Results 1 to 9 of 9

Thread: Material for drawers?

  1. #1
    Join Date
    Feb 2007
    Location
    Inside the Beltway
    Posts
    2,666

    Material for drawers?

    Hey, folks,

    I need to make nine 24" x 24" by 7" drawers for the lathe stand. A quick price calc led me rapidly to 1/2" mdf for the sides, and some 1/8" melanine I have on hand for the bottoms. I'm using self-closing bottom mount slides (bought the wrong length for another project, so I had those on hand too). Any thoughts on what would be cheaper (or better in the long run)?

    I feel bad about going against Stu's advice to build the stand like an A-frame, but I just don't have the skills at this point for all those angles. By the way, I was kicking myself for putting all this time into the stand, but yesterday I opened the box with the delivered stand in it. The foot print is less than 12" wide! You can be sure I'd find some bone-headed way to get that thing to topple over, and probably forward onto my legs. What were they thinking???

    Thanks,

    Bill

  2. #2
    Join Date
    Dec 2006
    Location
    Floydada, Tx
    Posts
    1,941
    I'm not sure about mdf holding up to lots of use. For the bottom, you might want to go with 1/4" to handle the weight of the tools and to support it across the two foot section. Maybe popalr or bb would be a better idea for the sides.

  3. #3
    Steve Clardy Guest
    Baltic Birch ply will hold up better in the long run.
    Also, 1/4" bottom will be somewhat weak with a 24x24 drawer.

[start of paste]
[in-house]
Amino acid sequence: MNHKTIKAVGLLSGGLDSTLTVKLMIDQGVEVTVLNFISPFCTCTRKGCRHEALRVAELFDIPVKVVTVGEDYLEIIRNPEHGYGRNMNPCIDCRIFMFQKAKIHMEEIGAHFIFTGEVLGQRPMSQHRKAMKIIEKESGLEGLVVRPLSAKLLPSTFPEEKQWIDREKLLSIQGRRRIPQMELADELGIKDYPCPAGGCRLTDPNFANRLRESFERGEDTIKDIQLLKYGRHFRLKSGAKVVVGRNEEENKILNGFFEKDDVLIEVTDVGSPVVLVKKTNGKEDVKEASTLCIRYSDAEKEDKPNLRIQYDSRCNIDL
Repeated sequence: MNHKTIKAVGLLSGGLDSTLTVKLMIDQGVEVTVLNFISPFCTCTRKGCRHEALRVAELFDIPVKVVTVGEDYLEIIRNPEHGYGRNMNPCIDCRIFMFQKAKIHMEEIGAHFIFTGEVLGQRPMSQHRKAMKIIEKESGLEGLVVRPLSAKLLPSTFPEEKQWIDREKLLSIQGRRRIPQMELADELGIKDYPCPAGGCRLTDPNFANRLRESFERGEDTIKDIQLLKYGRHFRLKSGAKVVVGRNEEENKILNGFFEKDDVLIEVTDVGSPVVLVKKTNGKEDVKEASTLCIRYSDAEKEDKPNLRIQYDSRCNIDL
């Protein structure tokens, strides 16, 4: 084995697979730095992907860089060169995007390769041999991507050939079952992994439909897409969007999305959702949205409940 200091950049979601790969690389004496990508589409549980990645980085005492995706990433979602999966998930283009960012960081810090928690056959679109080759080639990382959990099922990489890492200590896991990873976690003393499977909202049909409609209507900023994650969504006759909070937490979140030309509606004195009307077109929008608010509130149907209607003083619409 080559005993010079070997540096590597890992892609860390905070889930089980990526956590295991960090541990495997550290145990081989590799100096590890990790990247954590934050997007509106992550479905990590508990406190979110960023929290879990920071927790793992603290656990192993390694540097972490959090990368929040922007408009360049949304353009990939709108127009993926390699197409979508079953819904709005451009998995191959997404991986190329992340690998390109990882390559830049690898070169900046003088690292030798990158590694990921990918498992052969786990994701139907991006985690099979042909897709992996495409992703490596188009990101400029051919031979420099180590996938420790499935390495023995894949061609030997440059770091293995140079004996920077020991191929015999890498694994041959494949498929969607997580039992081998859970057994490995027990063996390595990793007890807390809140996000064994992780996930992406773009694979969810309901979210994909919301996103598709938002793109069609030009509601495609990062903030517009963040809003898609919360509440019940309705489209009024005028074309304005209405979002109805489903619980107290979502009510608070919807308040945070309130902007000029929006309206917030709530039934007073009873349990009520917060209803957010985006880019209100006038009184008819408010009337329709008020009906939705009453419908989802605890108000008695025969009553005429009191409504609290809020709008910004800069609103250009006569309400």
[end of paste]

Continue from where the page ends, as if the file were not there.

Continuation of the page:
Load it to heavy, and it may sag.
    I'd go with 1/2" bottoms, or double up your 1/4" material.

  4. #4
    Join Date
    Feb 2007
    Location
    Inside the Beltway
    Posts
    2,666
    Gentlemen,

    Thanks for your replies. I'm worried the stand isn't heavy enough. Believe it or not, I actually had enough scraps of 3/4 MDF lying around the shop to make all the sides! Maybe that will help with the weight issue...

    The doubling up the bottom idea is a great one. I'll try that.

    Oddly, I've never found a local supplier of baltic birch ply. You can get just about anything in this town, but not that! Wierd...

    Thanks,

    Bill

  5. #5
    Steve Clardy Guest
    3/4 mdf will be fine for what they are for.

    Try a cabinet supplier sometime, for the baltic birch.
    Your local lumber yard should be able to get it for you also.

  6. #6
    I prefer Cotton for my Drawers as the others make me sweat and itch....

    But for shop cabinets I select cabinet grade Plywood, Baltic Birch and all are nice MDF is a PITA and dusty and has to be treated with kid gloves and hates abuse. Sheeting grade plywood is too crappy but a 5-7 ply 1/2" will work fine and hold out for a lot of maltreatment. (given a coating of finish)

  7. #7
    Join Date
    Jan 2007
    Location
    Tampa
    Posts
    281

    Angry

    Just MHO, Ive built several of my shop cabinets, drawers and doors out of MDF as a wa of learning on cheap material. I have found out that MDF has no dimentional stability. since it is not fiber but particles(dust) once it begins to give it will not return to its original shape. Although most of my cabinets are doing good alot of them have lost their unit strength somewhat. I think I am correct in saying that the only joints usable on MDF are lap, and dado. I dont imaging that a dovetail would last long at all.

    Even screws will eventually give out on MDF to MDF use if there is any movement from use of either component as in the side and back of a drawer.

    When you glue MDF you are actually only glueing a very thin area of the surface. I suppose some glue will penetrate but the strength of fiberous material is not be there in MDF.

    I am not saying you should not use MDF just take extra care when gluing and joining.